Are molecular biologists under-equipped to defend evolution?
“You evolutionary biologists,” Francis Crick is once reputed to have said to Stephen Jay Gould “always want to ask why before you understand how”. As soundbites go, it’s classic Crick – brash, assertive, confident, and dismissive of areas of endeavour which he felt were asking the wrong questions.
And he was broadly right too, although his disparaging tone was misjudged. Molecular biology, by and large, focuses on the “how” of things – how proteins and nucleic acids and sugars and lipids work, what they do, what they are up to in the here and now. “Why?” is a question usually subsumed into the delineation of the molecular mechanism and most molecular biologists will spend their careers not fully getting their answer to the “how” part to the level of resolution that they would like.
This focus on function and mechanism has been wildly successful at providing explanations for a wide range of natural phenomena, and has also resulted in an extraordinarily diverse research community consisting of chemists, physicists, computer scientists and many more, but it’s also led to a bit of an intellectual blind spot. Many molecular biologists know surprisingly little about evolution.
Many have not read Darwin’s book, many (still) think that “conserved from yeast to humans” implies a vast evolutionary distance, and are unsure about the relatedness between eukaryotes. Crucially, and despite Dobzhansky’s maxim, many don’t spend much time thinking about things from an evolutionary perspective – or debating them.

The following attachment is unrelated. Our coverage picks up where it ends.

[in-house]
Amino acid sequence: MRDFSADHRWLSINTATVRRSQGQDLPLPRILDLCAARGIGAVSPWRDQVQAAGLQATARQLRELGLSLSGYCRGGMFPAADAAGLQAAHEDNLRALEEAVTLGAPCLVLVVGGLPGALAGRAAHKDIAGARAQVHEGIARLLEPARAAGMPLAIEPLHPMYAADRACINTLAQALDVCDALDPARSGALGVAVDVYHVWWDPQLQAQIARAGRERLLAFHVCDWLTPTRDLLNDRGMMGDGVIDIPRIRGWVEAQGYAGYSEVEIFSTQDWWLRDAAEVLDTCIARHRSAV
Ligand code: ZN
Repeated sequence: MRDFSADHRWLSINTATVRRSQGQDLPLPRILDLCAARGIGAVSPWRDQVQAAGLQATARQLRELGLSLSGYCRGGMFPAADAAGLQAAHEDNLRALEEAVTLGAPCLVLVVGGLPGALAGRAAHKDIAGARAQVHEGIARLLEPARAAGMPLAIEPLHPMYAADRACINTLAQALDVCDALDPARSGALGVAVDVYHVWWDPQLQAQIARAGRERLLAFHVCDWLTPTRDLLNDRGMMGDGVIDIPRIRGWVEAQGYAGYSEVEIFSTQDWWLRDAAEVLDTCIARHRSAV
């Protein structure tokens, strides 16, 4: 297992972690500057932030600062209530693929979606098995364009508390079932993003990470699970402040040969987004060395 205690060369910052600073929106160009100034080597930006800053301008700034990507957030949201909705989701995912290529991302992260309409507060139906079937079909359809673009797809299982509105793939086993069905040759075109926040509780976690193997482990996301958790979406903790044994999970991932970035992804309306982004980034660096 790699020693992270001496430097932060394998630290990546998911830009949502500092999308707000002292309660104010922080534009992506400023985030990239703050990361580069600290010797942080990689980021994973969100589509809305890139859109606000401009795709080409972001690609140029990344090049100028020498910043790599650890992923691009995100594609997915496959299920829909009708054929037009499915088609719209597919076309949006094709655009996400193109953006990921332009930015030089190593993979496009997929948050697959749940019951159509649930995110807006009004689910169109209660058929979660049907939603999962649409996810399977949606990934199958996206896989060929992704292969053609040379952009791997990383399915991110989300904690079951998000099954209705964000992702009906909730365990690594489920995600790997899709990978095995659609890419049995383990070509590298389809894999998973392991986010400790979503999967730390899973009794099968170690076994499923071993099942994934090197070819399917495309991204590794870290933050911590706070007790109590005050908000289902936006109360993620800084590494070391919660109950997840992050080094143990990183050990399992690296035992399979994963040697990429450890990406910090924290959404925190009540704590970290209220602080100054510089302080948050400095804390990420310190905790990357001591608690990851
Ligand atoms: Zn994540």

It’s a worrisome gap, because it’s one area of public engagement that every scientist – or every biologist at least – ought to be conversant. Evolution is one of the few areas of science that touches everyone, scientists and non-scientists alike, and to which people are likely to have an emotional and an instinctive reaction. The debate over climate change may currently be hogging the attention of anti-science campaigners, but attacks on and misunderstanding of evolution are things that are unlikely to fully go away.
That gap probably explains why Intelligent Design (ID) made so much ground when it first hit the mainstream in the late 1990s. When creationism and creation science attacked evolution, they took aim at animals – the fossil record, mutation and speciation, variation. This is the same material that zoologists and evolutionary biologists live and breathe on a daily basis as part of their working routine, and they were intellectually and conversationally well-equipped to refute the claims being made. Consequently, creationism – while pervasive – became intellectually bankrupt quite early on and never came across as a threat to the scientific community.